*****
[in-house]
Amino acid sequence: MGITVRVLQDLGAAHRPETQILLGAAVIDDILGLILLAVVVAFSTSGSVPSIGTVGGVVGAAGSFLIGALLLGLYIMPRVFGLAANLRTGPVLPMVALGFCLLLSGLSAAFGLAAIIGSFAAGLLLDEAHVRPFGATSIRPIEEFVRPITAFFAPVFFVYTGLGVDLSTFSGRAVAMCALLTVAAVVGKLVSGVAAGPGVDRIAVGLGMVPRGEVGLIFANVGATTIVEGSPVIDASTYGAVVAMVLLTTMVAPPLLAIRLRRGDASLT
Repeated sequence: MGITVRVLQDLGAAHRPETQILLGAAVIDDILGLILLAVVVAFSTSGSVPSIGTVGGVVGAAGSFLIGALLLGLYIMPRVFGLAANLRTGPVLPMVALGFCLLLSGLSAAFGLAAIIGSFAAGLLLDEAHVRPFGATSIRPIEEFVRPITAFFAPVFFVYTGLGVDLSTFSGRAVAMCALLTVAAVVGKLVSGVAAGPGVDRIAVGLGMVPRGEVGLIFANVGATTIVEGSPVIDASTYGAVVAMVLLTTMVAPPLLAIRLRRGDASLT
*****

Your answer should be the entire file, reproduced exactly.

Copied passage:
[in-house]
Amino acid sequence: MGITVRVLQDLGAAHRPETQILLGAAVIDDILGLILLAVVVAFSTSGSVPSIGTVGGVVGAAGSFLIGALLLGLYIMPRVFGLAANLRTGPVLPMVALGFCLLLSGLSAAFGLAAIIGSFAAGLLLDEAHVRPFGATSIRPIEEFVRPITAFFAPVFFVYTGLGVDLSTFSGRAVAMCALLTVAAVVGKLVSGVAAGPGVDRIAVGLGMVPRGEVGLIFANVGATTIVEGSPVIDASTYGAVVAMVLLTTMVAPPLLAIRLRRGDASLT
Repeated sequence: MGITVRVLQDLGAAHRPETQILLGAAVIDDILGLILLAVVVAFSTSGSVPSIGTVGGVVGAAGSFLIGALLLGLYIMPRVFGLAANLRTGPVLPMVALGFCLLLSGLSAAFGLAAIIGSFAAGLLLDEAHVRPFGATSIRPIEEFVRPITAFFAPVFFVYTGLGVDLSTFSGRAVAMCALLTVAAVVGKLVSGVAAGPGVDRIAVGLGMVPRGEVGLIFANVGATTIVEGSPVIDASTYGAVVAMVLLTTMVAPPLLAIRLRRGDASLT